Posts Tagged ‘street food’

Jakarta Street Food: Mie Goreng

August 21, 2010

Fried noodles are almost as popular as the national dish, nasi goreng.  You can see why – its cheap, delicious and easy to make.

You can see from the clip how easy it is to make it.  And the main ingredient is dried noodles – cheap as chips?  Cheaper.  If you were having friends over to watch a game on tv, you could save pizza money and impress them no end by knocking out a few dishes like this from your stove top.

Of course, if you’re in Indonesia it’s even cheaper.  And you don’t have to clean your wok afterwards.

Jakarta Street Food: School Meal

July 13, 2010

Outside every school there are always a few vendors serving hungry kids.  The one in this clip is selling omelettes made from watered-down egg, topped with cheap tomato sauce and sprinkled with beef flavouring.  Not the most nutritious meal, but the kids like it.

Considering the price, it’s probably outside a government school.  Private schools normally attract hamburger or bakso vendors and prices are more like 5,000rp.  Even so, the burgers are dreadful.

Some schools have their own canteens, but the food they serve isn’t much better, it’s usually white rice with something deep fried.  Well, that was my experience about 8 years ago.  I guess the object of the canteen was to provide an alternative to going out onto the street for a snack, since some parents are concerned about their child being kidnapped (a crime which hasn’t yet become popular among Indonesia’s underworld).

Jakarta Street Food: Es Cincau (“Grass Jelly”)

July 7, 2010

This is a refreshing snack for a hot day.  You can see the ice is already almost melted by the time the syrup has been poured on.

I’ve never tried what they call “grass jelly” at a Chinese restaurant, only at traditional-style Indonesian ones.  However the idea for this dessert is said to have come from China and spread throughout SE Asia all the way to Indonesia.  The fact they call it ‘grass jelly’ makes me wonder whether it’s really the same thing.  Because in Indonesia they use tree leaves to make it.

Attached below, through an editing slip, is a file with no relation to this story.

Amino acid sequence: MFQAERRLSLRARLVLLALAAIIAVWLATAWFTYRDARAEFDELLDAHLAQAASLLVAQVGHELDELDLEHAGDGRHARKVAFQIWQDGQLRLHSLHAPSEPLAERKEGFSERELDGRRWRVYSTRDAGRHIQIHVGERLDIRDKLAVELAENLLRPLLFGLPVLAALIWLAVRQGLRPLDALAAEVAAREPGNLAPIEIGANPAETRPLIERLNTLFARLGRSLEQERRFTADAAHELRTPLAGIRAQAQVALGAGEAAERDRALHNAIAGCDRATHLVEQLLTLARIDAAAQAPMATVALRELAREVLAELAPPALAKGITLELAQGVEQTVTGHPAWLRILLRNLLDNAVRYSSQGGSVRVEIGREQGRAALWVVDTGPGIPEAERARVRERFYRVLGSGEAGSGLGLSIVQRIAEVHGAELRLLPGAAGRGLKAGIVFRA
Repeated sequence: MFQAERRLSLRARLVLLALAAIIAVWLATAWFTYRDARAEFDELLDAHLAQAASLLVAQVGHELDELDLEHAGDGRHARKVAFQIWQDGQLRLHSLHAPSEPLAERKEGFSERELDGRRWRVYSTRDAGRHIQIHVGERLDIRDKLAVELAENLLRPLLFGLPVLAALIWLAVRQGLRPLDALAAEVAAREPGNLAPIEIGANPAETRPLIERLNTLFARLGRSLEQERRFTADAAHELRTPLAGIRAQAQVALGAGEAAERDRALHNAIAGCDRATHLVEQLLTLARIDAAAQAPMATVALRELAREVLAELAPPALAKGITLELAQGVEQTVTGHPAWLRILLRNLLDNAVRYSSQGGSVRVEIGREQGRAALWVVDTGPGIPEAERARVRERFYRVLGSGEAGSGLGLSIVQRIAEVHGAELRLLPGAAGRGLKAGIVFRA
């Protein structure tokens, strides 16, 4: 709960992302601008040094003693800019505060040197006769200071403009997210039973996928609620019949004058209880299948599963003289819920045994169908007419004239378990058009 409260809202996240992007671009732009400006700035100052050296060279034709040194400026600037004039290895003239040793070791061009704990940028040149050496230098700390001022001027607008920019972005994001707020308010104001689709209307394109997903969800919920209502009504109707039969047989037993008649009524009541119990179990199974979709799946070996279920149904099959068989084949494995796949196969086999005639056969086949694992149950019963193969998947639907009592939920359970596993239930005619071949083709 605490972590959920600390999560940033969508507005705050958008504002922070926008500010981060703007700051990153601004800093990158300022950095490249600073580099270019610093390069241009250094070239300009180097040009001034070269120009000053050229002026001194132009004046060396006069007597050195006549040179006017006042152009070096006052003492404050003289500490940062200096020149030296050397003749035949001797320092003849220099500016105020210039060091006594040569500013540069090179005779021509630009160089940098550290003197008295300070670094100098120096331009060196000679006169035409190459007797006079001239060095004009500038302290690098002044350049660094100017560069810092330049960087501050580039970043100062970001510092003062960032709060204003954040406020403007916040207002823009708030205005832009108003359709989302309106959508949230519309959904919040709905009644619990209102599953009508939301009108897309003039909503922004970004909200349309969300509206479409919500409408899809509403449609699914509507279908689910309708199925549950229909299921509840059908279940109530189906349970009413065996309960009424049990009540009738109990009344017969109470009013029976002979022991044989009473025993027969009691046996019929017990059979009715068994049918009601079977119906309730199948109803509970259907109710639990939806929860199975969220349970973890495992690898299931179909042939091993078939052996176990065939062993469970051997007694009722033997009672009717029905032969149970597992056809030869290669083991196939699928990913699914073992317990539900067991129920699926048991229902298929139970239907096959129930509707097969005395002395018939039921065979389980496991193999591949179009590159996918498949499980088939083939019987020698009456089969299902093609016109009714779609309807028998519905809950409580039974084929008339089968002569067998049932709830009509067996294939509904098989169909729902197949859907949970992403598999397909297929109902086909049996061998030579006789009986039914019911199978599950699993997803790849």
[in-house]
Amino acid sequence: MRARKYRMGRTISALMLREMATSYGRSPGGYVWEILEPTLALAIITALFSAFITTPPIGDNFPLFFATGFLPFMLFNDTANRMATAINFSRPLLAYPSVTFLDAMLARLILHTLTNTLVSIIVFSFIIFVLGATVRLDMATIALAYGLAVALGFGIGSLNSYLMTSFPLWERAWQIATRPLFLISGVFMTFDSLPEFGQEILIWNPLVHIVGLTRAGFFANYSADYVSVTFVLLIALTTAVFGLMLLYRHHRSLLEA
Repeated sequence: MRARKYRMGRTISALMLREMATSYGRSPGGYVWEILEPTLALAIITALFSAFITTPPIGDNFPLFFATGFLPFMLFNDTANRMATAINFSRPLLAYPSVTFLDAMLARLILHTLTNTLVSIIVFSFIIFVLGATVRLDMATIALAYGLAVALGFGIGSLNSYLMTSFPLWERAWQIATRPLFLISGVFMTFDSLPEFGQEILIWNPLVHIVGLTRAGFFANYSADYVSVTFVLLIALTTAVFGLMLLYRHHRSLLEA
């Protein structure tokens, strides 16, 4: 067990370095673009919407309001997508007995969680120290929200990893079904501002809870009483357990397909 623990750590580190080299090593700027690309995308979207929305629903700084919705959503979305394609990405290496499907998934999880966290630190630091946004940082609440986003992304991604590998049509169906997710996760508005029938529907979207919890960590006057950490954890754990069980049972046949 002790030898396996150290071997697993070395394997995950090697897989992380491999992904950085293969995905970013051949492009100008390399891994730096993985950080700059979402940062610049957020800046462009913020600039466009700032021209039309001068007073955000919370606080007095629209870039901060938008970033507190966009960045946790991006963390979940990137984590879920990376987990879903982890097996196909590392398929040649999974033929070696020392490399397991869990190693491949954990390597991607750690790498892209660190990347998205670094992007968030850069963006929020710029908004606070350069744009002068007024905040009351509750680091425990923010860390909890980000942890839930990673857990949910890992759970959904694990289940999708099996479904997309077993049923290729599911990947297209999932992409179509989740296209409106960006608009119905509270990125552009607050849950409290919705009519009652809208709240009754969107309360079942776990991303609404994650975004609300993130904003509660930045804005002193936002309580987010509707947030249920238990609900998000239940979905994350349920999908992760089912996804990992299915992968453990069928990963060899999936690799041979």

Here is the tree where the leaves come from:

cincau tree

And here are the leaves being processed to make the jelly:

Making cincau

I can’t think of any Western food that is made with tree leaves, except maybe those Greek snacks that are rolled in grape leaves – and grape vines don’t qualify as trees.  But in Indonesia there are quite a few.

Jakarta Street Food: Kue Basah (‘wet’ cakes)

June 28, 2010

Plenty of traditional sweeties here. 

First we have the green dadar guling, which is a pancake wrapped into rolls containing young coconut and gula merah.  Traditionally, the green colouring comes from suji leaves, but in this case it’s so cheap they must use a commercial food colouring.  Even so, it’s still delicious.

The next is the little balls.  They’re made from rice flour rolled in shredded coconut and they contain liquid gula merah so when you pop one in your mouth and bite, the sweet liquid floods your mouth.  It’s quite a nice sensation.

Third and last is kue talam.  It’s wrapped in plastic because it’s so sticky.  The brown part is sweet and made from sticky rice flour and gula merah, the white part is savory a nd made from flour and coconut milk, and salt I guess.

Those are quite common sweets which you’ll encounter throughout Java.  Of course, there’s a huge range of sweeties for you to discover.  Here’s just a small sample of what you can find at the Senin markets:

cakes at Pasar Senin

If you’re wanting to kick on in the early hours after clubbing all night in Jakarta, why not head down to Pasar Senin for some sweet munchies?

Jakarta Street Food: Pecel

June 21, 2010

This lady has a few tricks in her little basket.  First we see a delicious salad made from daun singkong (cassava leaves) , papaya leaves, kangkung (an aquatic vegetable), bean and bean sprouts all topped with fried tofu and peanut sauce.  She seems to be mixing the peanut sauce as she needs it.  You can have fried noodles.  She also has unusual noodle crackers.

The real surprise from this clip comes at the end when you can see how she carries her basket wrapped in a sarong.  Such an elegant solution – who needs a backpack when you have a sarong?

Jakarta Street Food: Rangi Cakes

June 16, 2010

It’s a rainy day in Jakarta, traffic slowed down to walking pace.  These crispy coconut flavoured treats would be just the thing at a time like that.

The vendor tries to get away with using a low heat, but the cakes don’t lift off the mould because they aren’t cooked enough, so he puts the cover over and cooks them some more.   No worries, jam karet (time is elastic), they’ll get done sooner or later.  The sticky looking stuff that he spreads on the cake is palm sugar.